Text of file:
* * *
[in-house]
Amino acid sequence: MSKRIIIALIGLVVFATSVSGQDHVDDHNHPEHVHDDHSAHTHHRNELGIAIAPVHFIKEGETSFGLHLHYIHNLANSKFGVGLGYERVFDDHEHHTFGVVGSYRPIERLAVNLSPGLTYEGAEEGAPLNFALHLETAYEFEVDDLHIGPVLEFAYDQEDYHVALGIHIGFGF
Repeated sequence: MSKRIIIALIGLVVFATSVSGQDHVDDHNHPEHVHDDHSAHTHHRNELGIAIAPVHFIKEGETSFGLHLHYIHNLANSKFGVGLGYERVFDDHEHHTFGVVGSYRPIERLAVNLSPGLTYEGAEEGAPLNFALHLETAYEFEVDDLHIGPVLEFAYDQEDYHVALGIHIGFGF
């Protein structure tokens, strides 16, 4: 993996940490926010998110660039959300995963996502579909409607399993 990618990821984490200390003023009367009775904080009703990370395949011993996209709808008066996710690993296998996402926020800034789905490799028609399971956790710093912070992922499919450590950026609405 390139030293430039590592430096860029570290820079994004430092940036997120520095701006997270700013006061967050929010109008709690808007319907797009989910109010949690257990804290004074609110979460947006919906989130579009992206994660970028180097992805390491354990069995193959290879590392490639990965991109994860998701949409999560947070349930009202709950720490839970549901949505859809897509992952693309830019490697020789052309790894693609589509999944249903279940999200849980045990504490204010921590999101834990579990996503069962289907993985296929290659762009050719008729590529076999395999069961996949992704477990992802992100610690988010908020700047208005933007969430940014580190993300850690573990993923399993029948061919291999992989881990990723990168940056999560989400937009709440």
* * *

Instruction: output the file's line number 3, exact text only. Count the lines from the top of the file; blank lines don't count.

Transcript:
Repeated sequence: MSKRIIIALIGLVVFATSVSGQDHVDDHNHPEHVHDDHSAHTHHRNELGIAIAPVHFIKEGETSFGLHLHYIHNLANSKFGVGLGYERVFDDHEHHTFGVVGSYRPIERLAVNLSPGLTYEGAEEGAPLNFALHLETAYEFEVDDLHIGPVLEFAYDQEDYHVALGIHIGFGF